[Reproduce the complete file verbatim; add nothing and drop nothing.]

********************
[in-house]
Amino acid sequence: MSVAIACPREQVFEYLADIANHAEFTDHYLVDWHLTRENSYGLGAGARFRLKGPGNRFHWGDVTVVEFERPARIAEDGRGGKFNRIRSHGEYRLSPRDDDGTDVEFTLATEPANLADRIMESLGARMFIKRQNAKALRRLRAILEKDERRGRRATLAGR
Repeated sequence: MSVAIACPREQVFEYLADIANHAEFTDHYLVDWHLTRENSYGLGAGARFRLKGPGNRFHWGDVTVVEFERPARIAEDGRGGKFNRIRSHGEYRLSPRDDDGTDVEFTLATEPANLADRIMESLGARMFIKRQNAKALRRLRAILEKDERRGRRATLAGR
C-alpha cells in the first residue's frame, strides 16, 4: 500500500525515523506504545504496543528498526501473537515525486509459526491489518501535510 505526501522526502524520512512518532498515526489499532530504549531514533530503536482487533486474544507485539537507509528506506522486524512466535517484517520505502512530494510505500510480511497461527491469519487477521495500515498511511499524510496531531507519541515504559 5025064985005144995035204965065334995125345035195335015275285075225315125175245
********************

[in-house]
Amino acid sequence: MSVAIACPREQVFEYLADIANHAEFTDHYLVDWHLTRENSYGLGAGARFRLKGPGNRFHWGDVTVVEFERPARIAEDGRGGKFNRIRSHGEYRLSPRDDDGTDVEFTLATEPANLADRIMESLGARMFIKRQNAKALRRLRAILEKDERRGRRATLAGR
Repeated sequence: MSVAIACPREQVFEYLADIANHAEFTDHYLVDWHLTRENSYGLGAGARFRLKGPGNRFHWGDVTVVEFERPARIAEDGRGGKFNRIRSHGEYRLSPRDDDGTDVEFTLATEPANLADRIMESLGARMFIKRQNAKALRRLRAILEKDERRGRRATLAGR
C-alpha cells in the first residue's frame, strides 16, 4: 500500500525515523506504545504496543528498526501473537515525486509459526491489518501535510 505526501522526502524520512512518532498515526489499532530504549531514533530503536482487533486474544507485539537507509528506506522486524512466535517484517520505502512530494510505500510480511497461527491469519487477521495500515498511511499524510496531531507519541515504559 5025064985005144995035204965065334995125345035195335015275285075225315125175245